EW looks back at the 64th Golden Globe Awards -- We list all the highlights and awkward moments the evening had to offer

By Dave Karger
January 19, 2007 at 05:00 AM EST

It’s safe to say that the 64th Golden Globe Awards ceremony will go down in history as the only time Grey’s Anatomy‘s Dr. McSteamy and Borat sidekick Azamat Bagatov ever sat shoulder-to-shoulder during a meal. But if hunky Eric Dane and portly Ken Davitian made for strange dinner companions, it was probably by design, as the Jan. 15 event — held at the Beverly Hilton Hotel in L.A. — once again blended a variety of performers from the big and small screens into a frothy (though sometimes bizarre) delight.

The Hollywood Foreign Press Association truly shared the wealth by giving the seven major film awards to seven different movies. Babel and Dreamgirls took home the two best-picture trophies, while The Departed‘s Martin Scorsese picked up his second best-director prize. The acting races predictably favored The Queen‘s Helen Mirren, The Last King of Scotland‘s Forest Whitaker, The Devil Wears Prada‘s Meryl Streep, and Borat‘s Sacha Baron Cohen. And while the appropriately Globe-spanning Babel went into the evening with the most nominations, it was on an 0-for-6 losing streak until its lone win for best drama, marking the first time since 1992’s Bugsy that a film took home the night’s biggest prize and nothing else. ”I never lose my belief in the film,” said director Alejandro Gonz?z I??itu after the ceremony. ”It’s better to get nervous and receive the award in the end. That tastes better.”

One upside about the split decisions: It means the Oscar race is still wide open. Dreamgirls won supporting awards for Jennifer Hudson and Eddie Murphy, but showed surprising vulnerability when it lost in the best-song category to Prince, who penned the theme from Happy Feet. ”I thought, ‘Well, Jennifer won and Eddie won. Maybe that’s our due,”’ said Dreamgirls producer Laurence Mark at Paramount’s postshow bash. ”These things are always thrilling and relieving, aren’t they?” In contrast to last year’s Globe/Oscar disconnect, when Oscar winner Crash wasn’t even nominated at the Globes, this year’s ceremony kept Dreamgirls, The Departed, and Babel alive as the three top contenders.

For Mirren, it was a doubly royal affair, since she also scored the best-actress-in-a-miniseries prize for her turn as the first Queen Elizabeth in HBO’s miniseries. (It was a fabulous night for Brits in general, who took home nine trophies in all.) Last King of Scotland star Whitaker seemed truly overwhelmed — and, for a few gripping moments, was totally speechless — when he picked up his trophy. ”Was it really, really bad?” he asked EW backstage. ”I couldn’t remember anything I was going to say. I was like, You’re spacing out, man. These people worked on the movie with you; you need to say their names!” Incidentally, The Queen‘s best-screenplay recipient, Peter Morgan, had a charmed night, having written or co-written the film scripts that won both Mirren and Whitaker their prizes.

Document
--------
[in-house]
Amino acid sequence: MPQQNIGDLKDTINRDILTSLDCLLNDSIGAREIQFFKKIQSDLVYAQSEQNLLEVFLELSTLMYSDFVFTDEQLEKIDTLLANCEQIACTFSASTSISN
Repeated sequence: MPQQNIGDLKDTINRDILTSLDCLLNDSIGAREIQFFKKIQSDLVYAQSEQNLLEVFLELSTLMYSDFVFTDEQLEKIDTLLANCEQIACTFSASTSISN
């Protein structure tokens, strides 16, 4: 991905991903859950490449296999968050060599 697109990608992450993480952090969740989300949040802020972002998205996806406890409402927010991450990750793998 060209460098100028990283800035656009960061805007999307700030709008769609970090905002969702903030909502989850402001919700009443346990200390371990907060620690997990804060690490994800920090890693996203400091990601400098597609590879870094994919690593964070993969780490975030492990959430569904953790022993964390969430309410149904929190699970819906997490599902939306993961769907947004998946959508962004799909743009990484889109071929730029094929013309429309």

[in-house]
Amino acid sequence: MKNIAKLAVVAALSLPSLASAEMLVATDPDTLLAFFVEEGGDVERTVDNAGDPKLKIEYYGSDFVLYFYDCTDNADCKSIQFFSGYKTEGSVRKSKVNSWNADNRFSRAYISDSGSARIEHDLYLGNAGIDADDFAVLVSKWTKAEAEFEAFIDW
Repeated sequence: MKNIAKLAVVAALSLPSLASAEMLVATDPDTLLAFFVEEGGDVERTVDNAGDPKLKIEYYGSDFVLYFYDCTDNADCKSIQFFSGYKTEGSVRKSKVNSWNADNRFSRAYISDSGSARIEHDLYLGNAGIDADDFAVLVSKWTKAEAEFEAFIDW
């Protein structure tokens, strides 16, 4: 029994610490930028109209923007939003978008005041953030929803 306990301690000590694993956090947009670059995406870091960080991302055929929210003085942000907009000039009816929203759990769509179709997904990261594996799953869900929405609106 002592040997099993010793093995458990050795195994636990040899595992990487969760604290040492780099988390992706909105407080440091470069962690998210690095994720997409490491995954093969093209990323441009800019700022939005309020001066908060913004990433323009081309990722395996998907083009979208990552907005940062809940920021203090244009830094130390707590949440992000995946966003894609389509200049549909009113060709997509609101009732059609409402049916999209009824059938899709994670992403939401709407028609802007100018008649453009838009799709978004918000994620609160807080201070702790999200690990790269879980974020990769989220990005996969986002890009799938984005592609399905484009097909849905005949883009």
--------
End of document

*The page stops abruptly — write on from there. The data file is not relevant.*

Following in the high heels of past winners Calista Flockhart, Keri Russell, and Jennifer Garner, Ugly Betty‘s best actress in a TV comedy America Ferrera won a Globe in her debut season, and provided the most moving speech of the night — without any notes. ”I just thought of all the people I wanted to thank and I repeated it in my head over and over again,” said Ferrera, whose show also won for best TV comedy series despite the cast’s less-than-central table location. Said Ferrera: ”[The Closer‘s] Kyra Sedgwick won, and she was behind us, so I was like, ‘Okay, I got a shot!”’

House star Hugh Laurie was also in a chipper mood, probably because he bucked the Globes’ love-you-one-year, forget-you-the-next trend with his second consecutive win for best actor in a TV drama. ”I was told I didn’t have to worry,” Laurie said. ”I was almost promised, ‘It can’t happen! Relax!’ And frankly, I was too relaxed and unprepared. I can’t even remember what I said.”

The crew from Grey’s Anatomy, however, gave new meaning to the phrase ”TV drama” after winning its best-series award. ”This has been a trying year, to say the least,” star Patrick Dempsey told EW after the win. ”But this is a sweet award because it’s all of us together.” Not for long: In the press room, the cast was asked a question about the now-infamous dustup last fall involving Dempsey, Isaiah Washington, and T.R. Knight. Washington swiftly approached the microphone and announced, ”No, I did not call T.R. a faggot — never happened,” while the rest of the cast stood by, stone-faced. (More weirdness: Moments later, before starting one televised all-cast chat backstage, Katherine Heigl abruptly left.)

Easily the night’s funniest speech? Sacha Baron Cohen’s sidesplitting ode to his Borat costar/nude wrestling partner Davitian’s nether regions. After delivering the hysterically interminable shout-out (”When…I stared down and saw your two wrinkled golden globes on my chin, I thought to myself, ‘I better win a bloody award for this!”’), he strutted straight to Davitian’s table and said, ”I told you I would mention you.” Asked afterward what he thought of Baron Cohen’s graphically expansive speech, Davitian replied, ”I was elated. My ass has been immortalized.”